Sub-inertial modulation of nonlinear Kelvin waves in the coastal zone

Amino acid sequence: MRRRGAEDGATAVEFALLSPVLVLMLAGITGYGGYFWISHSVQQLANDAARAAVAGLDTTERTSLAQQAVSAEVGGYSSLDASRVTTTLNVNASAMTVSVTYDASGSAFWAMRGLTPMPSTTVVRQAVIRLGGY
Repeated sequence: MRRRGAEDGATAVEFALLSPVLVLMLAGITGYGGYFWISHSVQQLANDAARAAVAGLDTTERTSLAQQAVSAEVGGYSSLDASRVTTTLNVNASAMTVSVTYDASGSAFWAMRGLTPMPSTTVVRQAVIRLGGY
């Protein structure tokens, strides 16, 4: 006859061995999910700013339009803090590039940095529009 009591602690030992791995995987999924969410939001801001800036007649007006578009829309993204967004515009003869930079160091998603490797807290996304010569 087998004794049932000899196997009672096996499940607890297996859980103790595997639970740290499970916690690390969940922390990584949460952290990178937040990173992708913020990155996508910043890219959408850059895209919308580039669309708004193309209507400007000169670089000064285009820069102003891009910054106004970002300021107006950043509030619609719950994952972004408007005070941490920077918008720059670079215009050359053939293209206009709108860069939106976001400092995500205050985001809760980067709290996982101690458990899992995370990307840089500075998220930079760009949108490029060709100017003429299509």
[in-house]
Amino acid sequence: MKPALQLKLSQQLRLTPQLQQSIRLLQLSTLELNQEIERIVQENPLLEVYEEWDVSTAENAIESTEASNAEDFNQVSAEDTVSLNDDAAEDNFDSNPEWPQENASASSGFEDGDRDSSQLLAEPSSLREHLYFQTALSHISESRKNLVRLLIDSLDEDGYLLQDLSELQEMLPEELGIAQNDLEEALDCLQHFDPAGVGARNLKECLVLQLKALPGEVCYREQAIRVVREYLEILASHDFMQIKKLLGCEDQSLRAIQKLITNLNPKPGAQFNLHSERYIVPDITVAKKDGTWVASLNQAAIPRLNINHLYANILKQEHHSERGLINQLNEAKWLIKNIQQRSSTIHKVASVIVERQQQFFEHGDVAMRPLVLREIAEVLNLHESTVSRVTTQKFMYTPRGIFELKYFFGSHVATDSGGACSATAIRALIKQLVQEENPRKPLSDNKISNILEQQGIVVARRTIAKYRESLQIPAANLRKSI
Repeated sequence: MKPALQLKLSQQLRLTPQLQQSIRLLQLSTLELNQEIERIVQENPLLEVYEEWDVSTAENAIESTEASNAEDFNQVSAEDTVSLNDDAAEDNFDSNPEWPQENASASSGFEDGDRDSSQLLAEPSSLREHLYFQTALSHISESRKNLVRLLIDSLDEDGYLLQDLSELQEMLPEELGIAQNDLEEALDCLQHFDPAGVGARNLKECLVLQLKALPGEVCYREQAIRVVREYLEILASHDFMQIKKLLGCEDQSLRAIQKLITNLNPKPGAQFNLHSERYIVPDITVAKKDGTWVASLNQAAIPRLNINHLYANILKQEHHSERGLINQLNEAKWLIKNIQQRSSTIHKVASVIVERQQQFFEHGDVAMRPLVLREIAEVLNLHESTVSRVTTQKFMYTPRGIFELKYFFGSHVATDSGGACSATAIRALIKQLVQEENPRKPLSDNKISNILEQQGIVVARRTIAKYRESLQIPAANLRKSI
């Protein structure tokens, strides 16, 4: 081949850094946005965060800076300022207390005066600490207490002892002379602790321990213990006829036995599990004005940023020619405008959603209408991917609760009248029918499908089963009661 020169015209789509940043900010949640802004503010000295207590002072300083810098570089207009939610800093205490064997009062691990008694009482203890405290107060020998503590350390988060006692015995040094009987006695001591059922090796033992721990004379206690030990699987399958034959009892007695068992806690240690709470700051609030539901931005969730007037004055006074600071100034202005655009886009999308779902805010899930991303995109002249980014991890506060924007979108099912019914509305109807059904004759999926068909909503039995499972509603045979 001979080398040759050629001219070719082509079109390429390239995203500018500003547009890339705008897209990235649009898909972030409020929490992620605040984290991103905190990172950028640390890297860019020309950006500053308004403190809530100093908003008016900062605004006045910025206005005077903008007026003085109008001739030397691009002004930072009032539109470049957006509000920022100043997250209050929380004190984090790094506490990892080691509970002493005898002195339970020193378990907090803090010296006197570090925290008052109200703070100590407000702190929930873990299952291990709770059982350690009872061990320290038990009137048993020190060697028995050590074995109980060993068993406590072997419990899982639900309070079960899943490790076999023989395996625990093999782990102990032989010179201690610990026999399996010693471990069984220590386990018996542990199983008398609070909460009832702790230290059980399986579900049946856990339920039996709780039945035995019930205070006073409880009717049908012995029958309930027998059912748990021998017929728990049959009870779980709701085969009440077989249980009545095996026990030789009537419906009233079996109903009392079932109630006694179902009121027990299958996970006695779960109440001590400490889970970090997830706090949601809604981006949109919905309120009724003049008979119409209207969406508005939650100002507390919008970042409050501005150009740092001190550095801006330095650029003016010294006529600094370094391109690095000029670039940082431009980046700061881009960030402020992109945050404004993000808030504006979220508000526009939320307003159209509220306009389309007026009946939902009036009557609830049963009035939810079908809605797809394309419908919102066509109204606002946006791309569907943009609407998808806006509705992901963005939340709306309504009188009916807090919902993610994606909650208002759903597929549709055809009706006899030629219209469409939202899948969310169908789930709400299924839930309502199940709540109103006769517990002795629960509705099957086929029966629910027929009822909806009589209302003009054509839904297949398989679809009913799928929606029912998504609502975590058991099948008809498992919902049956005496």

Observational evidence is presented for interaction between nonlinear internal Kelvin waves at the ω t,i (where the ω t is the semidiurnal frequency and the ω i is the inertial frequency) and random oscillations of the background coastal current at the sub-inertial Ω frequency in the Japan/East Sea. Enhanced coastal currents at the sum ω + and difference ω-frequencies ω ±=ω t,i ± Ω have properties of propagating Kelvin waves, which suggests permanent energy exchange from the sub-inertial band to the mesoscale ω ± band. This interaction may be responsible for a greater-than-predicted intensification, steepening and breaking of boundary-trapped Kelvin waves. The problem of interaction between the nonlinear Kelvin wave at the frequency ω and the low-frequency narrowband noise with representative frequency Ω≪ω is investigated using the theory of nonlinear weak dispersion waves.